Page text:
Create a Disaster Recovery Plan
Likely, you have heard the term Cloud First—considering the cloud before any other solution—when considering how to optimize your IT spend. But what does one do before considering Cloud First?
Start by planning for the worst: with a Disaster Recovery Plan.
Schools and districts should create a disaster recovery plan that can address any type of disaster. The plan should be easy to follow and understand, and be customized to meet the unique needs of your school. A disaster recovery plan should include:
- Create a disaster recovery team. The team will be responsible for developing, implementing, and maintaining the DRP. The DRP should also identify who should be contacted in the event of a disaster or emergency.
- Identify and assess disaster risks. This step should include items related to natural disasters, man-made emergencies, and technology related incidents. This will assist the team in identifying the recovery strategies and resources required to recover from disasters within a predetermined and acceptable timeframe.
- Determine critical applications, documents, and resources. The organization must evaluate its processes to determine which are critical to the operations of the school or district.
- Specify backup and off-site storage procedures. These procedures should identify what to back up, by whom, how to perform the backup, location of backup and how frequently backups should occur. All critical applications, equipment, and documents should be backed up.
- Test and maintain the DRP. Disaster recovery planning is a continual process as risks of disasters and emergencies are always changing. The recovery team should regularly update the DRP to accommodate for changes in processes, technology, and evolving disaster risks.
Steps for an Effective Cloud-Based DR Plan
- Perform a risk assessment and business impact analysis.
- Choose prevention, preparedness, response, and recovery measures.
- Test and update your cloud-based DR plan.
Essential Disaster Recovery Terms
- Recovery time objective (RTO) is the amount of time it takes to recover normal operations after an outage.
- Recovery point objective (RPO) refers to the amount of data you can afford to lose in a disaster.
- Failover is the disaster recovery process of automatically offloading tasks to backup systems in a way that is seamless to users.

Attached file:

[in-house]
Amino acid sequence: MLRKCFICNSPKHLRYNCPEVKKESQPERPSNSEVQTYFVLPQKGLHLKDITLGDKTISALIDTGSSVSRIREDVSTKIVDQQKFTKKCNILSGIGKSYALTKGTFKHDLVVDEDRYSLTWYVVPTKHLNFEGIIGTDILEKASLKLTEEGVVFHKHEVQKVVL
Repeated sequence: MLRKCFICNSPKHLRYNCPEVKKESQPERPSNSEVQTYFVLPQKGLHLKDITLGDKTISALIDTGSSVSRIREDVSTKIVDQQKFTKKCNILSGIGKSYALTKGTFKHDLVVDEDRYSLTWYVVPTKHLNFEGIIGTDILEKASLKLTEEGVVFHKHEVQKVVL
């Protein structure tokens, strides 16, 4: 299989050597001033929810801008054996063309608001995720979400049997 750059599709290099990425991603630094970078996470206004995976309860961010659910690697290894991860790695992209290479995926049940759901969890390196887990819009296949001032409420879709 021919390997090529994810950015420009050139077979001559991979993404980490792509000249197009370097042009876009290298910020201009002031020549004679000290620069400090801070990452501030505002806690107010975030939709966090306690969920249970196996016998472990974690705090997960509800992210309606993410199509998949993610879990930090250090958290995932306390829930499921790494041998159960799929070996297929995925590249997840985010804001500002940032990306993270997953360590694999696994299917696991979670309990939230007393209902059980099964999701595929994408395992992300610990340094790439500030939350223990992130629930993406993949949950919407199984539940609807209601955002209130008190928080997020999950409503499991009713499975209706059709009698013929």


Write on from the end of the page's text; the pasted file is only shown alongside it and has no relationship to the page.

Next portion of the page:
- Failback is the disaster recovery process of switching back to the original systems.
- Restore is the process of transferring backup data to your primary system or data center.
- Disaster Recovery as a Service (DRaaS) is a managed approach to disaster recovery, where a third party hosts and manages the infrastructure used for disaster recovery.
The next step in designing a disaster recovery plan is to evaluate deployment options. Do you need to keep some disaster recovery functions or backup data on premises? Would you benefit from a public cloud or hybrid cloud approach? Disaster recovery plans should include details such as contact information for key district personnel and relevant tips for recovering crucial data. Involve stakeholders from your district in the planning, from school board members and faculty to other administrators. Ideally, they should serve in different roles and have broad perspectives about what needs to be protected and how.
Test and Update the Plan
Creating, testing, and updating a DR plan can prepare your school for an unexpected disaster and ensure safety and continuity for students, educators, and staff. District leaders need to understand that disaster recovery plans are not static. They should be updated regularly and tested often. After a test run, you can decide what your DR plan lacks and how it should be updated in order to keep school operations humming and eliminate any snags and obstacles.
By taking into account your infrastructure, potential threats and vulnerabilities, most critical assets and order of their recovery, establishing a recovery plan and investing in a recovery solution can help districts bounce back after data disasters.